What's Jamie Dimon Going to Do With a $2 Million Park Avenue Office?

What's Jamie Dimon Going to Do With a $2 Million Park Avenue Office?
Jamie Dimon, chief executive officer of JPMorgan Chase, arrives at an investors' meeting at company headquarters in New York
Photograph by Victor J. Blue/Bloomberg

Jamie Dimon, the once flawless and still mostly favored Wall Street titan, just snapped up a $2.05 million “maisonette” on the ground floor of his Park Avenue apartment building. The 2,600-square-foot space used to be a doctor’s office and is zoned for commercial use. Is it a coincidence that Dimon has purchased this lovely office at the precise moment JPMorgan Chase shareholders are considering whether to strip him of one of his titles? Or is he making plans for his next empire?

He’s not saying, but we’ve got a few ideas.

Martini Bar
Dimon’s former deputy Ron Seiffert told Bloomberg Markets that the Wall Street titan likes to knock back a couple of martinis—particularly after a tough day. What did Dimon do after he got home from a world-on-the-brink meeting at the Fed in 2008? Broke out the cocktail shaker.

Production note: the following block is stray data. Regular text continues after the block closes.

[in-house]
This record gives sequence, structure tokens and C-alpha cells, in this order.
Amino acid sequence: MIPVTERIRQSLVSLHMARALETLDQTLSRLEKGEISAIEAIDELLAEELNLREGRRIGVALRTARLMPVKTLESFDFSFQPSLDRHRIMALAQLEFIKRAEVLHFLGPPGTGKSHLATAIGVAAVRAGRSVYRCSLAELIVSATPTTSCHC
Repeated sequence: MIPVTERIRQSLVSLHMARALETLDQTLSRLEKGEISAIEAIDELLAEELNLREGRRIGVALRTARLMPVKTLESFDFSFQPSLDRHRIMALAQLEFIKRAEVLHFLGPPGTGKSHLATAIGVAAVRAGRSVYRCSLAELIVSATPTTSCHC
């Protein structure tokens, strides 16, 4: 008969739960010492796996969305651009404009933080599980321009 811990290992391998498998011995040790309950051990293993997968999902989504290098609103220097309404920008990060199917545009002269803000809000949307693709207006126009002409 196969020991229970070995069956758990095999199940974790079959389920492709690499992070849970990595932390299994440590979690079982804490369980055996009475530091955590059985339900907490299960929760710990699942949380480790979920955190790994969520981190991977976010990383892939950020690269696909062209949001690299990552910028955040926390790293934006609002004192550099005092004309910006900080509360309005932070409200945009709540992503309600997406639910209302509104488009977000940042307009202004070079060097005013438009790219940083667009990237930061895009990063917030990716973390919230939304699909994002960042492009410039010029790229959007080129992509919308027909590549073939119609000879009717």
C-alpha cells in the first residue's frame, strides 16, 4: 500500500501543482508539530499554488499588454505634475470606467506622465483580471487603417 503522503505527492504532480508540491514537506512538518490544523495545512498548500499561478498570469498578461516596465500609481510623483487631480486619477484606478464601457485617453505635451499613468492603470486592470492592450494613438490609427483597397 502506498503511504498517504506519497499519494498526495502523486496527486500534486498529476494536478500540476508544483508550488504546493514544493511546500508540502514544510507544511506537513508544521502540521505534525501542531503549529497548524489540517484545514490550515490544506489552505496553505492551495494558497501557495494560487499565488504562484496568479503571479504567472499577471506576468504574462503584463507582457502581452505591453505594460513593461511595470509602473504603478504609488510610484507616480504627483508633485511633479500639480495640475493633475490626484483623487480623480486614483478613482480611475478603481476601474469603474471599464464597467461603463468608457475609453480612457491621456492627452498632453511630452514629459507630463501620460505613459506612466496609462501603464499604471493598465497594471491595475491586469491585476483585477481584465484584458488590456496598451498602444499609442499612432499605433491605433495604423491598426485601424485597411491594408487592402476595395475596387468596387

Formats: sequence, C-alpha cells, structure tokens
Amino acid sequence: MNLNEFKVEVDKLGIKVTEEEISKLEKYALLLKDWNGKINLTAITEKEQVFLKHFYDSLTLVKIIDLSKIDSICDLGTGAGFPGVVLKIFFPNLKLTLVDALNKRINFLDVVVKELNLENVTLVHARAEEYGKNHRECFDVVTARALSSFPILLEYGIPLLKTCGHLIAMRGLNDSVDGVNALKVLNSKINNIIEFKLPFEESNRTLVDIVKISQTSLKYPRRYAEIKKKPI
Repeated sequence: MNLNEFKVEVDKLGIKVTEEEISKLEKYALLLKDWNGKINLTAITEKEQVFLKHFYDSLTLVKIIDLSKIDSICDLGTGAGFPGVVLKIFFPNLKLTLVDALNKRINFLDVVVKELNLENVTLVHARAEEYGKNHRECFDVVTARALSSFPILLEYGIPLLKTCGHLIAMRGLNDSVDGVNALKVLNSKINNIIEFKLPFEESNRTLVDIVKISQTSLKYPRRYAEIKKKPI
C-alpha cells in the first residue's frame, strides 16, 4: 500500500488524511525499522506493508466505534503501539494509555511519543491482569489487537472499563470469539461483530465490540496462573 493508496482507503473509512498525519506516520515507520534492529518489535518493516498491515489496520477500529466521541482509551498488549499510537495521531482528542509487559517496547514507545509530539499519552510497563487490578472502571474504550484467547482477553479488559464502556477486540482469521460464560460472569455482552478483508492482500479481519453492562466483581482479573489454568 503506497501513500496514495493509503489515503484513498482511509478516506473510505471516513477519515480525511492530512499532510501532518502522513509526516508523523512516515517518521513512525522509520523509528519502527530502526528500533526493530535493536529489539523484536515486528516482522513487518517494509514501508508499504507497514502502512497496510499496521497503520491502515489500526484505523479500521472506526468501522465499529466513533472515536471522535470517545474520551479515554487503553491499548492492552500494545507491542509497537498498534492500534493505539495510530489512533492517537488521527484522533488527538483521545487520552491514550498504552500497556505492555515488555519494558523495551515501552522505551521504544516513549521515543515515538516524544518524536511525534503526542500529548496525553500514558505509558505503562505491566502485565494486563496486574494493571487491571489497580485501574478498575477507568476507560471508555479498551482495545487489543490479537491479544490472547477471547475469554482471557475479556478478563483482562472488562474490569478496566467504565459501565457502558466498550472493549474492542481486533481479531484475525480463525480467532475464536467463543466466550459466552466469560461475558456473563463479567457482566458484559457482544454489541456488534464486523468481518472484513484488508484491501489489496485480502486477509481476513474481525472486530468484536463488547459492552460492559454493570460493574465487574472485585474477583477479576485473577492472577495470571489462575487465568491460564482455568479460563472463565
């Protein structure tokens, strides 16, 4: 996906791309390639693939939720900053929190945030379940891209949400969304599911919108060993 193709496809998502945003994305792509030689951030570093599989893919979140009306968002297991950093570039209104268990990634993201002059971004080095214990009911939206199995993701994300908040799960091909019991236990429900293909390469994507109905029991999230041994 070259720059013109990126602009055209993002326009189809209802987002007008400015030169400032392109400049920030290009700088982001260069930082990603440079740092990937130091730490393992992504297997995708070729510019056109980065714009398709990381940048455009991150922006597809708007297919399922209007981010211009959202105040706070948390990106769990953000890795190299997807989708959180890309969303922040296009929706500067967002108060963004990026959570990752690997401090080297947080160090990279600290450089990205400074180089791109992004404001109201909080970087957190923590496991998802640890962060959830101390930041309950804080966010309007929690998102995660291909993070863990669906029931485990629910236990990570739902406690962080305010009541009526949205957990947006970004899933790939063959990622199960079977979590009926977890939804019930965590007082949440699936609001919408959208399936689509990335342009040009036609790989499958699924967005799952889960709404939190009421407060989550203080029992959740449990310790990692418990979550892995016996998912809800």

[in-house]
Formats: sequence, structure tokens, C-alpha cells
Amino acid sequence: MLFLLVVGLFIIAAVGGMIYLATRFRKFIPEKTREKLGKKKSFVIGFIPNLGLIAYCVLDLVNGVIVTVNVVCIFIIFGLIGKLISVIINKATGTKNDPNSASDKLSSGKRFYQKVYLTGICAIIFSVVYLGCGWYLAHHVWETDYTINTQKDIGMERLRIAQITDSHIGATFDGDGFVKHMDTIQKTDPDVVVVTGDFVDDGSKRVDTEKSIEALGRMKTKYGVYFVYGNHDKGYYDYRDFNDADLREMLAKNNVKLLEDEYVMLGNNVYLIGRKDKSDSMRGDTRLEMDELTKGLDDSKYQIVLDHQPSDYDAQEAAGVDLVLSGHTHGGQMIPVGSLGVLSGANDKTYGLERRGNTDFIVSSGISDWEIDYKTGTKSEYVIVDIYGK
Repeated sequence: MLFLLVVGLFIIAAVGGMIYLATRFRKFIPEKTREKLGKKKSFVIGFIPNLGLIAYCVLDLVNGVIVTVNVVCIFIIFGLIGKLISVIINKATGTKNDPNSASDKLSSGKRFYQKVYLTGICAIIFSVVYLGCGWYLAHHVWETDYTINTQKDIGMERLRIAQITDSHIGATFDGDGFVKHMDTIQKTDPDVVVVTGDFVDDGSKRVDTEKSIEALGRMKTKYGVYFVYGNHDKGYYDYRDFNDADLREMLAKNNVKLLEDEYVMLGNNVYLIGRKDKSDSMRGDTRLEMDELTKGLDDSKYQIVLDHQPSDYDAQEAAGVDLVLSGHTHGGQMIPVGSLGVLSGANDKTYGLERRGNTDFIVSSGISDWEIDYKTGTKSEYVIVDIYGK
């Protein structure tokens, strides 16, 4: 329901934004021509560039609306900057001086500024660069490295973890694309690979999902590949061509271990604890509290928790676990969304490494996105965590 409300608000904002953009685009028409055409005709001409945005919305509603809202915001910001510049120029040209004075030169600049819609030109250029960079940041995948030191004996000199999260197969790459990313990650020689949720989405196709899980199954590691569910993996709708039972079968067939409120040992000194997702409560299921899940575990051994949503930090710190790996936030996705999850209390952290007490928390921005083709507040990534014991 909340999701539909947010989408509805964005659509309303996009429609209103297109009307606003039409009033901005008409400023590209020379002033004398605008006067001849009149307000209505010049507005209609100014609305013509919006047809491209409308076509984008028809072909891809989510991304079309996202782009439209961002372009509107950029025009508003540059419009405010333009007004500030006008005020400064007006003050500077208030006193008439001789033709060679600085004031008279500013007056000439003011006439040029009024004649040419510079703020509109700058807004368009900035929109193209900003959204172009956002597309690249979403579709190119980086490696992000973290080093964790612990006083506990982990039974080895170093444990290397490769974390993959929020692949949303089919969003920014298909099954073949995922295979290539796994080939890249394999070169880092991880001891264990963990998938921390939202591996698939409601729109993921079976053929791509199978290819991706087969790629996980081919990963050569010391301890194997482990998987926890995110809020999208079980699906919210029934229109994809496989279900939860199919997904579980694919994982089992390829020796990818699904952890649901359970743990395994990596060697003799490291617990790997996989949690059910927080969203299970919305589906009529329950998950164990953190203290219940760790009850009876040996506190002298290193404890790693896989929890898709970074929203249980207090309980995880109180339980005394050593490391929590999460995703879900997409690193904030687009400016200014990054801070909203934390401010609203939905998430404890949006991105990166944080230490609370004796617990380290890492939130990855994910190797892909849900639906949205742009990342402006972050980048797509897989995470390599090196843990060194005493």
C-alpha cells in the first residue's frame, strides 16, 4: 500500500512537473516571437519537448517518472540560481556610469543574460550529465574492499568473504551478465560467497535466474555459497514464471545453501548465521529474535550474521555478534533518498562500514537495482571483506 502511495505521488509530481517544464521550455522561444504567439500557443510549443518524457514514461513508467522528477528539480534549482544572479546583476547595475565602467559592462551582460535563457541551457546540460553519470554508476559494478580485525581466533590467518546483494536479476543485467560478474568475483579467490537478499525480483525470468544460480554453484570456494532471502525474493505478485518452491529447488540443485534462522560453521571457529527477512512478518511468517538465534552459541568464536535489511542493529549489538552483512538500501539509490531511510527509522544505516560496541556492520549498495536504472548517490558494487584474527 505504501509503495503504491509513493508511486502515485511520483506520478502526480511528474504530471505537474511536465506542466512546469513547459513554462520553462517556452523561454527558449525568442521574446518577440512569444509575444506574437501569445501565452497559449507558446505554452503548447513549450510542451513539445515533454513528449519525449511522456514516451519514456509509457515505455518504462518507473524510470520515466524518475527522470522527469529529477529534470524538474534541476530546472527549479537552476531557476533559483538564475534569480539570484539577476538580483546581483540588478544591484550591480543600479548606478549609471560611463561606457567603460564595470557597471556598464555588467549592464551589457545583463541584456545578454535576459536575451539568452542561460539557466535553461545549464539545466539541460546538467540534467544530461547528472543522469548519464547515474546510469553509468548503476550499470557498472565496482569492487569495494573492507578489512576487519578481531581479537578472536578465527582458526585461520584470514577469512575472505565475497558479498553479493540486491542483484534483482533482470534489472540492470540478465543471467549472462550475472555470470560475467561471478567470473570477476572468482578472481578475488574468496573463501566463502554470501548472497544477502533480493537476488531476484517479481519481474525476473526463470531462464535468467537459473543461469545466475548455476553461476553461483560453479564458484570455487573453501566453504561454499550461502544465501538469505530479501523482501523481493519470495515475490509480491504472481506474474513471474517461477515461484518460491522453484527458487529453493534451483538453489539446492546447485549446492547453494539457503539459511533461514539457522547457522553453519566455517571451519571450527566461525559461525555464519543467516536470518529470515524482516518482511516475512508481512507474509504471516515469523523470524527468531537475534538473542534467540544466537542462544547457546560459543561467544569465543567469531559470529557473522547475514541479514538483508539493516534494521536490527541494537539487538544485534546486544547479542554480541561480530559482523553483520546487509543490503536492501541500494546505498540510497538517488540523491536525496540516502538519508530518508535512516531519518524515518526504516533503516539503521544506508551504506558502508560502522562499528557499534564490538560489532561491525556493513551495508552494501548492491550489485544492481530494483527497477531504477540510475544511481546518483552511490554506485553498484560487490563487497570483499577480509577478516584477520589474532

Boxing Gym
When Dimon was shuffled out of Citigroup in 1998, he spent part of his downtime—some 16 months—taking boxing lessons. No wonder he fares so well at Senate hearings. Sweet science indeed.

KFC
Before he was a director at the Fed, Dimon was a board member of Yum! Brands from 2002 to 2004. If he can run Chase, he can probably run a fast-food franchise.

Personal Trading Floor
The new digs are big enough to hold a whale—ba-dum-bum. Honestly, though, Dimon would not be the first Wall Street executive to hire a team of traders to play with the house’s money—in this case, the Dimon house.

Election HQ
Dimon has repeatedly denied speculation that he will run for office. But no one denies that he gives good speech—the kind of tough, insightful, and unvarnished prose that PACs clamor for. He’s already done a Heartland bus tour. And Dimon hasn’t exactly raved about the Obama Administration’s economic and regulatory policies.

Fixer-Upper
The median price of a Manhattan apartment surged 5.9 percent in the past year. And with a 34 percent drop in the number of properties on the market, it’s poised to go higher. No doubt, Dimon got a sweet interest rate. He has the jingle to pay cash, but why not lever that cheap money?

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